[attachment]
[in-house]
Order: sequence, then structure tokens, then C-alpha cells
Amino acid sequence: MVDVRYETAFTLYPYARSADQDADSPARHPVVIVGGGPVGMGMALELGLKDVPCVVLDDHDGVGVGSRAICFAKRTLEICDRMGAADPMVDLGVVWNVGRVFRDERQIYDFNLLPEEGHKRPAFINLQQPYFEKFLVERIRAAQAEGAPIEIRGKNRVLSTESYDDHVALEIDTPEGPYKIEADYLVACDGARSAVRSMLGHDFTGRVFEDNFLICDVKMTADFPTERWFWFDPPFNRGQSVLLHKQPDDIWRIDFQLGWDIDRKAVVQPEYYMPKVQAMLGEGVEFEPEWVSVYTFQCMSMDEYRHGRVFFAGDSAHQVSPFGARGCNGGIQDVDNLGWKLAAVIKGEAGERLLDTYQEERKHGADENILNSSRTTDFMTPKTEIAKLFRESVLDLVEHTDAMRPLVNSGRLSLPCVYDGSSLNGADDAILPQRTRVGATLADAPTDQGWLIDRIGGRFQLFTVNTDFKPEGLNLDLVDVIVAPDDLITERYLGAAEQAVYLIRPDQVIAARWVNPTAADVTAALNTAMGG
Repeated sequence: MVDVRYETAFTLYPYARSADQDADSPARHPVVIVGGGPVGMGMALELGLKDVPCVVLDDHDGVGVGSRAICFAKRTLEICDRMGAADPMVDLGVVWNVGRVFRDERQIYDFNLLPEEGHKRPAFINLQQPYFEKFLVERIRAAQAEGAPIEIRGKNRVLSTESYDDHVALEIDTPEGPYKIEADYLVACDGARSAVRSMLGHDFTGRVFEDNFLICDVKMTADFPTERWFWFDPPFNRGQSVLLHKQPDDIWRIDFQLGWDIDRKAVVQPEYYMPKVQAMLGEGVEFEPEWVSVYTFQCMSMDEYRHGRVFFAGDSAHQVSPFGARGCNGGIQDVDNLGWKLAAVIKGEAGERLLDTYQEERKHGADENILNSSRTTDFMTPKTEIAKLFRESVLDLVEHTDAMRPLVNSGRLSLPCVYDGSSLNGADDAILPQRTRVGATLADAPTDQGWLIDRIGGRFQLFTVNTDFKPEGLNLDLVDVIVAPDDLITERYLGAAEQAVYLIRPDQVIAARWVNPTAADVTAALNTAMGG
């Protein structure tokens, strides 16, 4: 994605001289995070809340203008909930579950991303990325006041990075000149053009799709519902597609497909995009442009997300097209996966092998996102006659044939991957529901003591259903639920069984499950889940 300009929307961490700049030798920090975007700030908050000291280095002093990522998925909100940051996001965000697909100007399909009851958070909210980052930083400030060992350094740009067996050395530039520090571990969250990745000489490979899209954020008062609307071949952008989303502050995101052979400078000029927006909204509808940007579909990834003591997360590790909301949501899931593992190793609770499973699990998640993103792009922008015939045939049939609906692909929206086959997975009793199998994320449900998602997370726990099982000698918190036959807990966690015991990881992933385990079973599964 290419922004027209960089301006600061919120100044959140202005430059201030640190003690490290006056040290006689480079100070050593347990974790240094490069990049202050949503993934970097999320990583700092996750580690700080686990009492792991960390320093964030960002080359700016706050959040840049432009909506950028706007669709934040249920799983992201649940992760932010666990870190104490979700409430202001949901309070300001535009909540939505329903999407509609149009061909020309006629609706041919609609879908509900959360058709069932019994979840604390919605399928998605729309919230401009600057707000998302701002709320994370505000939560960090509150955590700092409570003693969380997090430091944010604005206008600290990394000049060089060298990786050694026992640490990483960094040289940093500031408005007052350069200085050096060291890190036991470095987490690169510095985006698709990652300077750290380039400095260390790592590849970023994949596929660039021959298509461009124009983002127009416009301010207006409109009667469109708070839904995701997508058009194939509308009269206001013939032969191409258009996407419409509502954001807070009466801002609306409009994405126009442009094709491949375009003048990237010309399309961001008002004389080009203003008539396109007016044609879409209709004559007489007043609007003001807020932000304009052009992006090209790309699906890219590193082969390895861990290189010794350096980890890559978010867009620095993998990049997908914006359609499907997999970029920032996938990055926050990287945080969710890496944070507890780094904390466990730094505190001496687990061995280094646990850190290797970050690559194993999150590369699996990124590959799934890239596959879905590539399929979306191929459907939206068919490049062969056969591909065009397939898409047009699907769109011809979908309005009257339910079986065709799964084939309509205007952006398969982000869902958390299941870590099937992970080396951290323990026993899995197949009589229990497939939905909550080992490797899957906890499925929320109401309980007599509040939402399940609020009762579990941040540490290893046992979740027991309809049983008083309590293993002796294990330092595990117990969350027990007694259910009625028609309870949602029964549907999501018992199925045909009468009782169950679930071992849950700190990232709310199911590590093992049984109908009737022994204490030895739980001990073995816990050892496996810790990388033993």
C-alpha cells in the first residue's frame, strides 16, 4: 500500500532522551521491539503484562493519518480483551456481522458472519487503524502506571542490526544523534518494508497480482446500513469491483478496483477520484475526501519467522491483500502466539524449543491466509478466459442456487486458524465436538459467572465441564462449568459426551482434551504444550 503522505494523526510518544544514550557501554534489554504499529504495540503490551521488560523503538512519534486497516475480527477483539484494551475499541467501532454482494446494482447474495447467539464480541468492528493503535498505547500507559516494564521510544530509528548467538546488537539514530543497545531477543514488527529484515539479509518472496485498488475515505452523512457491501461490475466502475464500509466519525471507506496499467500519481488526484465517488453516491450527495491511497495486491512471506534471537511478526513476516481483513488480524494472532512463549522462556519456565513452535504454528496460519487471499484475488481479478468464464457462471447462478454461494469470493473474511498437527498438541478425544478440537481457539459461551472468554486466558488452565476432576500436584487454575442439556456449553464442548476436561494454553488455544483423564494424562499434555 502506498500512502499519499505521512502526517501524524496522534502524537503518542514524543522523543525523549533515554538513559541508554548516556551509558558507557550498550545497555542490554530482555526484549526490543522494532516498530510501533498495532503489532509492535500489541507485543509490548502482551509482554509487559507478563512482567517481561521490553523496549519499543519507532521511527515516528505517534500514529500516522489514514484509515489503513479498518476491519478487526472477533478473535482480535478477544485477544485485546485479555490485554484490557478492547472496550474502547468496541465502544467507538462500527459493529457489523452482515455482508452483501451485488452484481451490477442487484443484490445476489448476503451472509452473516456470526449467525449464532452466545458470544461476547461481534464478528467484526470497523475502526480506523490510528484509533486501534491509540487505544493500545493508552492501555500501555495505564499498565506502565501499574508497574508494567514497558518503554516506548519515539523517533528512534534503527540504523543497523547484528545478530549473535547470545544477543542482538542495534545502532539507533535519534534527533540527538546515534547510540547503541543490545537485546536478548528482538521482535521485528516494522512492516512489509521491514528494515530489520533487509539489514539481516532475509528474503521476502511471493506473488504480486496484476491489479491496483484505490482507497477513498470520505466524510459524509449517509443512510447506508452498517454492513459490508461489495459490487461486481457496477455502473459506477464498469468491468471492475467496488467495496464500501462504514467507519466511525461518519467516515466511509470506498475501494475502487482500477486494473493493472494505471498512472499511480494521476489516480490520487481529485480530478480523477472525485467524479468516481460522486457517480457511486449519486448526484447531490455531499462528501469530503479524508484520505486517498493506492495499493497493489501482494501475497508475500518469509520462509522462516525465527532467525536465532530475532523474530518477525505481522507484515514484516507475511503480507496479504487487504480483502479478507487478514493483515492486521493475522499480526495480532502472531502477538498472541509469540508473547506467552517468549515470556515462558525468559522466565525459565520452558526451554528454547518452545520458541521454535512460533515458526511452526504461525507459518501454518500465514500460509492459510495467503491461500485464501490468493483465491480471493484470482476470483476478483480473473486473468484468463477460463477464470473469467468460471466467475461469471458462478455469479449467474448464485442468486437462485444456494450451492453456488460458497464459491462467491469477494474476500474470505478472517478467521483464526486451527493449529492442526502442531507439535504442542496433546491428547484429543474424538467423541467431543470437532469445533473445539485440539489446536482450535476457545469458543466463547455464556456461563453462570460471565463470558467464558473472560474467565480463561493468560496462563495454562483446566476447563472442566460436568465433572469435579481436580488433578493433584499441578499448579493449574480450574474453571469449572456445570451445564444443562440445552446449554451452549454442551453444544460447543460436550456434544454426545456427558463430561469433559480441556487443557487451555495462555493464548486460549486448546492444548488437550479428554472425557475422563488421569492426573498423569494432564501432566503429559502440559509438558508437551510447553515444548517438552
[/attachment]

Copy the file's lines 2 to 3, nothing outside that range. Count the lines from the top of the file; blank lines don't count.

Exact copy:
Order: sequence, then structure tokens, then C-alpha cells
Amino acid sequence: MVDVRYETAFTLYPYARSADQDADSPARHPVVIVGGGPVGMGMALELGLKDVPCVVLDDHDGVGVGSRAICFAKRTLEICDRMGAADPMVDLGVVWNVGRVFRDERQIYDFNLLPEEGHKRPAFINLQQPYFEKFLVERIRAAQAEGAPIEIRGKNRVLSTESYDDHVALEIDTPEGPYKIEADYLVACDGARSAVRSMLGHDFTGRVFEDNFLICDVKMTADFPTERWFWFDPPFNRGQSVLLHKQPDDIWRIDFQLGWDIDRKAVVQPEYYMPKVQAMLGEGVEFEPEWVSVYTFQCMSMDEYRHGRVFFAGDSAHQVSPFGARGCNGGIQDVDNLGWKLAAVIKGEAGERLLDTYQEERKHGADENILNSSRTTDFMTPKTEIAKLFRESVLDLVEHTDAMRPLVNSGRLSLPCVYDGSSLNGADDAILPQRTRVGATLADAPTDQGWLIDRIGGRFQLFTVNTDFKPEGLNLDLVDVIVAPDDLITERYLGAAEQAVYLIRPDQVIAARWVNPTAADVTAALNTAMGG